I agree with Jordan Greenhall that we are already in the midst of a new world war. It’s a war on sense-making.
Rather, it’s a war over sense-making. As in: who or what determines how we make sense of the world?
This is a meta take on McLuhan’s vision of World War III:
“World War III is a guerrilla information war with no division between military and civilian participation.”
— Marshall McLuhan, “Culture Is Our Business”, 1970, p. 66
What are some active battles in this war? I see three:
- The most sweeping battle to shape sense-making is over the policies and algorithms of search engines and social platforms. At issue are the product management decisions of social platforms, how their policies are enforced, how they design their algorithms to recommend and retrieve information. Who gets deplatformed? Who gets shadowbanned? Which videos does YouTube’s recommendation engine bring to the top? How does Twitter enforce its terms of service policies? These issues have taken on major significance.
- Another battle is over the ideas and ideologies worthy of discussion in the public square. This is related to the previous battle because deplatforming and shadowbanning for ideological reasons has become a tactic in the ideological battle, a way of shifting the board. The inverse tactic — amplifying ideas and giving them a platform — also applies. Thus, one the one hand we have Jared Taylor, the white nationalist who was banned from Twitter. On the other, we have Sarah Jeong, the journalist hired by The New York Times with a history of rabidly anti-white rhetoric. One set of ideas demoted, another promoted. The broader battle here is over the legitimacy of memeplexes and ideologies and the overall Overton Window. These shape our lens on the world. This battle is somewhat more localized than the first.
- A third battle is over foreign influence and disinformation. This is a battle over influence of a targeted population, as pursued by foreign adversaries and bad actors (domestic or foreign). The goal may be to shift sense-making in a more favorable direction, or to obliterate it altogether to divide and demoralize a population.
An x-factor in these battles is the emergence of new elements: new social platforms and technologies, and new ideologies and memeplexes. These are the equivalent of fresh territory.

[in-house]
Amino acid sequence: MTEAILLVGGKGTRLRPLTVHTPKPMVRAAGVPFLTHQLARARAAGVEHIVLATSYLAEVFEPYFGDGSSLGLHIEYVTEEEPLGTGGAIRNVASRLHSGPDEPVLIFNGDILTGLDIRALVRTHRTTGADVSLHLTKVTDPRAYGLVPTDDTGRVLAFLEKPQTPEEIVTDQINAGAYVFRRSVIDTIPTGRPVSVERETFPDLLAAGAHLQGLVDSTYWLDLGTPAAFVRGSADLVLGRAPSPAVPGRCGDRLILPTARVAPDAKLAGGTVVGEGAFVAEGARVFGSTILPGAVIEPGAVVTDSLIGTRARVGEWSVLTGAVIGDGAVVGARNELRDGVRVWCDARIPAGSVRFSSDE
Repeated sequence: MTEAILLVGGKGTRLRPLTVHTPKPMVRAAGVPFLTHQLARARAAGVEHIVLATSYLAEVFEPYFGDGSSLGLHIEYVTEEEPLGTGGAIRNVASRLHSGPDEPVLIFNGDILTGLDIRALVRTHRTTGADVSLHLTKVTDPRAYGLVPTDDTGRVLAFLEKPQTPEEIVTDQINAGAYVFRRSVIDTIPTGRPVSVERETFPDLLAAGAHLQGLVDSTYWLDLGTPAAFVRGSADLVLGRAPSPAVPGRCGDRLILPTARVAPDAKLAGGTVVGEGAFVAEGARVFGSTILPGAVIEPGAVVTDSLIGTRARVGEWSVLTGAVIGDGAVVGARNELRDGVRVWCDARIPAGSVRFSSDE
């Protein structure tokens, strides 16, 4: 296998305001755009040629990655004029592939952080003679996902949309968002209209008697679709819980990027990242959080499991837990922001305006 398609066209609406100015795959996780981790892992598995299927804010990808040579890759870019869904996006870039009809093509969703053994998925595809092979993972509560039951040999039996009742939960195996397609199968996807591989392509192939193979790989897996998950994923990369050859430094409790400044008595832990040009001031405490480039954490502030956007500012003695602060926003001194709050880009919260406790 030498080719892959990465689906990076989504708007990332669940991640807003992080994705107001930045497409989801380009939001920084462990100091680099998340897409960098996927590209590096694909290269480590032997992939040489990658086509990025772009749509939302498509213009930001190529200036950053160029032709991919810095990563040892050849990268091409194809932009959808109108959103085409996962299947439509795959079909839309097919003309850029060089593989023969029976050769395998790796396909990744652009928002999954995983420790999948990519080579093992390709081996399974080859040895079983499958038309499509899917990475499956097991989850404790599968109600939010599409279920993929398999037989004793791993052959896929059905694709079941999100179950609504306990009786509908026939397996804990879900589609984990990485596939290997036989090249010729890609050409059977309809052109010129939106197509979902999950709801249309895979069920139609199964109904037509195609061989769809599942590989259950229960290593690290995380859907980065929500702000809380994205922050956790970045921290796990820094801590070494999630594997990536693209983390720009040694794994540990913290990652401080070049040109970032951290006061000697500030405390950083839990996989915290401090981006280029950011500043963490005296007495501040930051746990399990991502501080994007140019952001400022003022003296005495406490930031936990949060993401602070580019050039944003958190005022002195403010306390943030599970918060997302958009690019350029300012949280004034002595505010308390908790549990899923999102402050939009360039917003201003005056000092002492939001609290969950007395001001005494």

In today’s globalized, participatory information environment, the stakes in these battles is high, particularly the battle over algorithms and policies since it is so sweeping in effect. Control our sense-making, control the world one might say. This is more meta way of thinking about “controlling the memes.”
Brexit and the 2016 election were a wake-up call to the political class. They finally recognized — and viscerally appreciated like a punch to the gut — that sense-making has migrated from newspapers and CNN to social media. That they they had lost control.
They’re now looking for more control. There are some genuine problems to solve and improvements to make, to be sure. I personally take disinformation and foreign manipulation very seriously. And in a sense, it is impossible to be neutral. Algorithms have to recommend something. That being said, we should be exceedingly cautious about attempts to shape or narrow our information choices. It is not easy to separate the intent to manufacture consent from the intent to create a healthy, wide-open information environment.
For me, the guiding principle is authentic, open discourse and a healthy information environment. People should have the freedom to make sense of the world as they choose (though I’m not sure how possible this is). The less centralized control over sense-making, the better in my view.
Regardless of how this plays out, I see us heading towards an era of intense, global, non-linear ideological warfare. A memetic “war among the people,” to borrow a phrase from British General Sir Rupert Smith.
The struggle to shape our sense-making is both political and geopolitical, and these battles will only heat up.